And here's the best part eh?

What does Great Chicken Hawk Leader believe his most outstanding contribution to NATO should be?

More HOT AIR. 

According to the account of the Prime Minister's Office, Harper's goal at the NATO summit is to emphasize what Canada has already done, especially with its fine rhetoric: "Canada's main objectives for the Summit include highlighting its contributions to the Alliance, notably the role it has played since the onset of the Russia-Ukraine crisis by stressing the need for a strong international response to Russia's aggression against Ukraine..." 

So: our "main objective" is to "highlight" our role in "stressing the need" for a "strong response."

Because that should teach Putin a lesson he'll NEVER forget...



Oh boy. You know if I was a Ukrainian-Canadian I'd be looking for another champion.

If I was the Con clown Stephen Harper.

I'd be looking for another job...

Please click here to recommend this post at Progressive Bloggers.

London Has Denounced It. So Has Washington. Why the Complicit Silence from Canada?

The Disaffected Lib - lun, 09/01/2014 - 14:29
Israel has just taken another massive bite out of the Palestinian West Bank homeland.  Britain has condemned the land grab, so has Washington.

As for Canada, "what land grab?"  As Harper reminds us, we don't practice sociology.  It took Mulcair and Trudeau to demonstrate that we don't do integrity either, not when we're suckholing for votes.

On healthy proposals

accidentaldeliberations - lun, 09/01/2014 - 14:13
Paul Wells seems quite disappointed not to have received more attention for his recent piece on Thomas Mulcair's speech to the Canadian Medical Association. So let's take a closer look at why the angle Wells took didn't seem like much of a revelation - and what might be more significant in Mulcair's plans.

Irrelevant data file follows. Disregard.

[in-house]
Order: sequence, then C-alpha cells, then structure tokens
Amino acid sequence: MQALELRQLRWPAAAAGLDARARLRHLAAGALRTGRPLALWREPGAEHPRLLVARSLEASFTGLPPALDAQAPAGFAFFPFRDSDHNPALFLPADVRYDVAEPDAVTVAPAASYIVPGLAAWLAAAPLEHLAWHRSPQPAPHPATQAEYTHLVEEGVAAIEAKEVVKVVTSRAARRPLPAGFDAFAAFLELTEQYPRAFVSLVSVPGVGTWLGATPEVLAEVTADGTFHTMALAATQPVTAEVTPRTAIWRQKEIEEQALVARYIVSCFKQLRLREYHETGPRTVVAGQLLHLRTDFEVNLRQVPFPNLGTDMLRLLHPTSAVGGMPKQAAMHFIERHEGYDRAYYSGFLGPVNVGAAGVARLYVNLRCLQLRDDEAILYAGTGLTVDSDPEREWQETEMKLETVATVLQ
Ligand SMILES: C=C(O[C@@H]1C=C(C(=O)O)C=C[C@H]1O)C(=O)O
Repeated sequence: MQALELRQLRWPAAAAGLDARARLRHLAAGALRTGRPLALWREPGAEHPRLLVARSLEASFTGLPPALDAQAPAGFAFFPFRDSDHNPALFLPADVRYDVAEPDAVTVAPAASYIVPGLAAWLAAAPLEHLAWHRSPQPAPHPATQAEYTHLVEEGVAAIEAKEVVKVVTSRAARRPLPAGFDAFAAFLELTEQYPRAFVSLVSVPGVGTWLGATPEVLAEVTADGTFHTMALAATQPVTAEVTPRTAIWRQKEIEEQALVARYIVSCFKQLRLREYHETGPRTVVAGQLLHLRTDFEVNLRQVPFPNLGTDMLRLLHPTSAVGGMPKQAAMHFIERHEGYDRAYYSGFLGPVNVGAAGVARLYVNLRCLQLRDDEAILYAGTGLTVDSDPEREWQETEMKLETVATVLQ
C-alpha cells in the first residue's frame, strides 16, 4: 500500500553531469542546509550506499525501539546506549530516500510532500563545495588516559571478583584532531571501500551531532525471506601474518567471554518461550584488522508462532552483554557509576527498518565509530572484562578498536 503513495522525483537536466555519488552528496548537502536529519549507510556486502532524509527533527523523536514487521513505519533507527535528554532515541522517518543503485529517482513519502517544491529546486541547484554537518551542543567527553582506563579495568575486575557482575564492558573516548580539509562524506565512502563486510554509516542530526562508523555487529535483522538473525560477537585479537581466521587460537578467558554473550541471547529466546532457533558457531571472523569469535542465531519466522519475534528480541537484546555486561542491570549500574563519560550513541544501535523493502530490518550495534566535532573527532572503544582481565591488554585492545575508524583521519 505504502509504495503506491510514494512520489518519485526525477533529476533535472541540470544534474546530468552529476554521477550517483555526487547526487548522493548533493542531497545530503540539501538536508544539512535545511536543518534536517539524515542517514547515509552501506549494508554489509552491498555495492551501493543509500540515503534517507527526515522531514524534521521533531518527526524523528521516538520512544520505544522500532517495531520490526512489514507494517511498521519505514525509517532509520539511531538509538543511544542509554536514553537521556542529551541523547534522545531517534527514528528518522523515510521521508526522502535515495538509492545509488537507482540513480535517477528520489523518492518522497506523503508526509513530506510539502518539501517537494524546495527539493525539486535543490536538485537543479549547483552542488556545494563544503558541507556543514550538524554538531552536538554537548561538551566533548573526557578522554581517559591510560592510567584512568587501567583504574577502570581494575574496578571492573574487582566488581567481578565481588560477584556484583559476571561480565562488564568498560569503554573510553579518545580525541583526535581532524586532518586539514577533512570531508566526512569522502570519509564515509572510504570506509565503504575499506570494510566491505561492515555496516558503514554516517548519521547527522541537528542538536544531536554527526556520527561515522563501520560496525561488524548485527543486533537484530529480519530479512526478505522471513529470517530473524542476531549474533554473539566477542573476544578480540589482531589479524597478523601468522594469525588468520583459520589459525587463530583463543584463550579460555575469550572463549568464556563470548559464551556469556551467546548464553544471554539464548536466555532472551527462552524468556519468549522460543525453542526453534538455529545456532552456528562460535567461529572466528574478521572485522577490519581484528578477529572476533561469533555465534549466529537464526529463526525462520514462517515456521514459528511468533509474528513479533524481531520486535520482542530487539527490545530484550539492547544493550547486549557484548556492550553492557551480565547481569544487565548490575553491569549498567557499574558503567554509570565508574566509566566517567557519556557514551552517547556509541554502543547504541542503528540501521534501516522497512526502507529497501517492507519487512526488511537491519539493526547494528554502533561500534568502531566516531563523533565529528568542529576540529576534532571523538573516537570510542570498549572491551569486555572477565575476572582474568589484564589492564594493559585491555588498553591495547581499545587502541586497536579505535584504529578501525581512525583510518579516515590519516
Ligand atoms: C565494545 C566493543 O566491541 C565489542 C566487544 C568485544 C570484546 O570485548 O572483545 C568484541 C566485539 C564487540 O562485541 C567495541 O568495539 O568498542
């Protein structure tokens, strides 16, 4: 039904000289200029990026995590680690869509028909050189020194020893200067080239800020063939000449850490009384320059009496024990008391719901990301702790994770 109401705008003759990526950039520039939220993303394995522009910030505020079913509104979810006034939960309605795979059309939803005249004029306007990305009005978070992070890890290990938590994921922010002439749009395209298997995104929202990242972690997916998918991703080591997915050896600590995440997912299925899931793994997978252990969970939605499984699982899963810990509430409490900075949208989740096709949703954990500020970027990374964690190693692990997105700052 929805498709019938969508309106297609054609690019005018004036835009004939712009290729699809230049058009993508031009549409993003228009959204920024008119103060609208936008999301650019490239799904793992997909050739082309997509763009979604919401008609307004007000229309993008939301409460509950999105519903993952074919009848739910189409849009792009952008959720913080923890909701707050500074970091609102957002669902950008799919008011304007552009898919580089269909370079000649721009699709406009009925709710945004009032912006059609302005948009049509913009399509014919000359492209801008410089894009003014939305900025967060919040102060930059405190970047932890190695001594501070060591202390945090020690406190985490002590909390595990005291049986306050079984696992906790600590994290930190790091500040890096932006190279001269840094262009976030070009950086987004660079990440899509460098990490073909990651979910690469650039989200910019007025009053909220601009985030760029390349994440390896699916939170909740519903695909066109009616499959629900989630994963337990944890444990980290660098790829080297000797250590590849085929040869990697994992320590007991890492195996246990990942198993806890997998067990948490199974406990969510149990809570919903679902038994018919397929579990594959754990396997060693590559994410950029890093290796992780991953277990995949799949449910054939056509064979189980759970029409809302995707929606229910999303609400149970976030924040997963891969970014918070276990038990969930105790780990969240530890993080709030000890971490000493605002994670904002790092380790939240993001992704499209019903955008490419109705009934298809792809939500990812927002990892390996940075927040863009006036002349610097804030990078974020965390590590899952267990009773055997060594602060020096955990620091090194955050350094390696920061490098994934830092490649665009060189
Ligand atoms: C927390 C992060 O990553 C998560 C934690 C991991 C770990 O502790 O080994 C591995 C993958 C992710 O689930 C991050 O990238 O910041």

At the outset, I don't see much basis for surprise that after consistently and rightly criticizing the Cons for their health-care funding choices, Mulcair would follow up by saying he'd act differently if he had the power to do so. Which means that the headline promise highlighted by Wells is best seen as the flip side of the NDP's oft-used policy currency, not some significant new discovery. 

Now to be fair, we may not be able to take for granted that a party's opposing a policy in opposition represents a commitment to reverse it while in government (see: cuts, GST, and their omission from subsequent opposition party platforms). And indeed the Libs are following that same pattern when it comes to Harper's health-care slashing: they won't hesitate to criticize the Cons' funding cuts explicitly and implicitly, but they apparently don't want to commit to doing anything differently.

But it's hardly news that the NDP has questioned the combination of cuts to anticipated health care spending, and the Cons' less equitable distribution of the money they'll deign to put into the health care system. And Mulcair is calling only for a return to the exact level of increases already offered by past Libs and Con governments alike - which, even if continued, still figured to do little more than restore the federal government to half of its past role in funding the existing health care system.

In other words, if we've defined a "big directional policy announcement" downward to the point where incrementally-increased federal funding qualifies (particularly if accompanied by no expectation of associated policy outcomes as suggested by Wells), that would say far more about how little we've been trained to expect from our federal government than about any drastic impact from Mulcair's speech.

Fortunately, it's not clear that Wells has any basis to suggest that Mulcair's plans don't involve some meaningful policy choices beyond turning on the funding taps slightly more:


Or for those who want part of the speech in writing, here's Barbara Sibbald's report from the same speech:
An anticipated budget surplus in 2015 should be used to cancel proposed cuts to health care, maintained Mulcair.
While money may not be the solution for problems facing health care, it is "definitely a necessary precondition," he said. "Mr. Harper, it's time keep your word to protect Canadian health care."